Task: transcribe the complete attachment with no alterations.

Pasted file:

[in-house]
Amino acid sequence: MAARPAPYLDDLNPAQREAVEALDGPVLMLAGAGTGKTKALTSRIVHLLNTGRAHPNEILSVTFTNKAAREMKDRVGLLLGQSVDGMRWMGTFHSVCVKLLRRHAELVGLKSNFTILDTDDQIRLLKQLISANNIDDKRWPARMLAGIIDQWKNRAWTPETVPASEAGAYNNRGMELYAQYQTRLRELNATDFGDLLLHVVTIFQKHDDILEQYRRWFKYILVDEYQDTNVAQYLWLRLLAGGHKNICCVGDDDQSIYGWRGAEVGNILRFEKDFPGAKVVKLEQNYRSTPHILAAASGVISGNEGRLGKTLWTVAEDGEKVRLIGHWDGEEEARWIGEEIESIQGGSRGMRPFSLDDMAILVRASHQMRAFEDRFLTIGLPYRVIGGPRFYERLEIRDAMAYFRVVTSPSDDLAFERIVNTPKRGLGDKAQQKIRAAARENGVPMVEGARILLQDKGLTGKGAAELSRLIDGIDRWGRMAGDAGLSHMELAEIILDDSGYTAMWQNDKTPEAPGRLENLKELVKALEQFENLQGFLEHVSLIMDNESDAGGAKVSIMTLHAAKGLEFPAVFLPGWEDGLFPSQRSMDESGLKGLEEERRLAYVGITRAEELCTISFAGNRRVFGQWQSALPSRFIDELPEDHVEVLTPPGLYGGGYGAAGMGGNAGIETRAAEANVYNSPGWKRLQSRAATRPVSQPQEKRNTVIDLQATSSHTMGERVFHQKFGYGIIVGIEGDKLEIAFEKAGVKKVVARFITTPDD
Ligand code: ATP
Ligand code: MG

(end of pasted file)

[in-house]
Amino acid sequence: MAARPAPYLDDLNPAQREAVEALDGPVLMLAGAGTGKTKALTSRIVHLLNTGRAHPNEILSVTFTNKAAREMKDRVGLLLGQSVDGMRWMGTFHSVCVKLLRRHAELVGLKSNFTILDTDDQIRLLKQLISANNIDDKRWPARMLAGIIDQWKNRAWTPETVPASEAGAYNNRGMELYAQYQTRLRELNATDFGDLLLHVVTIFQKHDDILEQYRRWFKYILVDEYQDTNVAQYLWLRLLAGGHKNICCVGDDDQSIYGWRGAEVGNILRFEKDFPGAKVVKLEQNYRSTPHILAAASGVISGNEGRLGKTLWTVAEDGEKVRLIGHWDGEEEARWIGEEIESIQGGSRGMRPFSLDDMAILVRASHQMRAFEDRFLTIGLPYRVIGGPRFYERLEIRDAMAYFRVVTSPSDDLAFERIVNTPKRGLGDKAQQKIRAAARENGVPMVEGARILLQDKGLTGKGAAELSRLIDGIDRWGRMAGDAGLSHMELAEIILDDSGYTAMWQNDKTPEAPGRLENLKELVKALEQFENLQGFLEHVSLIMDNESDAGGAKVSIMTLHAAKGLEFPAVFLPGWEDGLFPSQRSMDESGLKGLEEERRLAYVGITRAEELCTISFAGNRRVFGQWQSALPSRFIDELPEDHVEVLTPPGLYGGGYGAAGMGGNAGIETRAAEANVYNSPGWKRLQSRAATRPVSQPQEKRNTVIDLQATSSHTMGERVFHQKFGYGIIVGIEGDKLEIAFEKAGVKKVVARFITTPDD
Ligand code: ATP
Ligand code: MG